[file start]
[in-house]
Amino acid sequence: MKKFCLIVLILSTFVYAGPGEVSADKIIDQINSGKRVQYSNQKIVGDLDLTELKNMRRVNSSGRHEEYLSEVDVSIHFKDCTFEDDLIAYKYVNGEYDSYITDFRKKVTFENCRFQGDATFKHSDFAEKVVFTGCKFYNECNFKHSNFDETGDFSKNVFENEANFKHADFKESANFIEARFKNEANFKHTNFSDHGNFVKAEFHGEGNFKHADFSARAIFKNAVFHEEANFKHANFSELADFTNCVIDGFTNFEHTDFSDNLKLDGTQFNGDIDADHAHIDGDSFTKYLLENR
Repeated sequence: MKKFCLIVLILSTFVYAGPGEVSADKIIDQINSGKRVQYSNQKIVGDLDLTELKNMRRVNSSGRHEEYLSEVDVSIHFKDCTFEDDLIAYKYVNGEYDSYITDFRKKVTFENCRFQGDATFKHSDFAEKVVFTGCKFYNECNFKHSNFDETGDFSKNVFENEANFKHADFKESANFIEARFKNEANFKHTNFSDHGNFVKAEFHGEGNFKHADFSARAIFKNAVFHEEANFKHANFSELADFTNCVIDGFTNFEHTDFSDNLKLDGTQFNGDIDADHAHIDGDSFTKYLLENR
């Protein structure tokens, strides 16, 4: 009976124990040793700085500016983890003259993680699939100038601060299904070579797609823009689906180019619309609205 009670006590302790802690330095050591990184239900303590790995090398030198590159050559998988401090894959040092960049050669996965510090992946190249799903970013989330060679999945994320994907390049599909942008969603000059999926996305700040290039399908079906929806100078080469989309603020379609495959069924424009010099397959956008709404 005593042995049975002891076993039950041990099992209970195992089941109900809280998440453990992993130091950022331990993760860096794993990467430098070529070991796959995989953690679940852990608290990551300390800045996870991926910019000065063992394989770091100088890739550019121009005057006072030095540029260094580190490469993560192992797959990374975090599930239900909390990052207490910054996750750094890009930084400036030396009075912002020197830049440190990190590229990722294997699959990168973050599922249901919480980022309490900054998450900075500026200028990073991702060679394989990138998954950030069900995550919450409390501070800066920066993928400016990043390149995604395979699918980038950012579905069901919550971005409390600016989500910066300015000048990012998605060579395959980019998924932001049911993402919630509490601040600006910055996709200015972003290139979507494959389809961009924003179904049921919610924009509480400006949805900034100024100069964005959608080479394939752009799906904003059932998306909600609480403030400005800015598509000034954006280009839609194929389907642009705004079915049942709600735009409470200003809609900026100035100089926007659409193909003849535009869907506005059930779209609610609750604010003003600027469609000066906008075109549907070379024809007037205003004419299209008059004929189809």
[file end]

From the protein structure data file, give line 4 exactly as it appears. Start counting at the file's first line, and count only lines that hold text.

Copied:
């Protein structure tokens, strides 16, 4: 009976124990040793700085500016983890003259993680699939100038601060299904070579797609823009689906180019619309609205 009670006590302790802690330095050591990184239900303590790995090398030198590159050559998988401090894959040092960049050669996965510090992946190249799903970013989330060679999945994320994907390049599909942008969603000059999926996305700040290039399908079906929806100078080469989309603020379609495959069924424009010099397959956008709404 005593042995049975002891076993039950041990099992209970195992089941109900809280998440453990992993130091950022331990993760860096794993990467430098070529070991796959995989953690679940852990608290990551300390800045996870991926910019000065063992394989770091100088890739550019121009005057006072030095540029260094580190490469993560192992797959990374975090599930239900909390990052207490910054996750750094890009930084400036030396009075912002020197830049440190990190590229990722294997699959990168973050599922249901919480980022309490900054998450900075500026200028990073991702060679394989990138998954950030069900995550919450409390501070800066920066993928400016990043390149995604395979699918980038950012579905069901919550971005409390600016989500910066300015000048990012998605060579395959980019998924932001049911993402919630509490601040600006910055996709200015972003290139979507494959389809961009924003179904049921919610924009509480400006949805900034100024100069964005959608080479394939752009799906904003059932998306909600609480403030400005800015598509000034954006280009839609194929389907642009705004079915049942709600735009409470200003809609900026100035100089926007659409193909003849535009869907506005059930779209609610609750604010003003600027469609000066906008075109549907070379024809007037205003004419299209008059004929189809």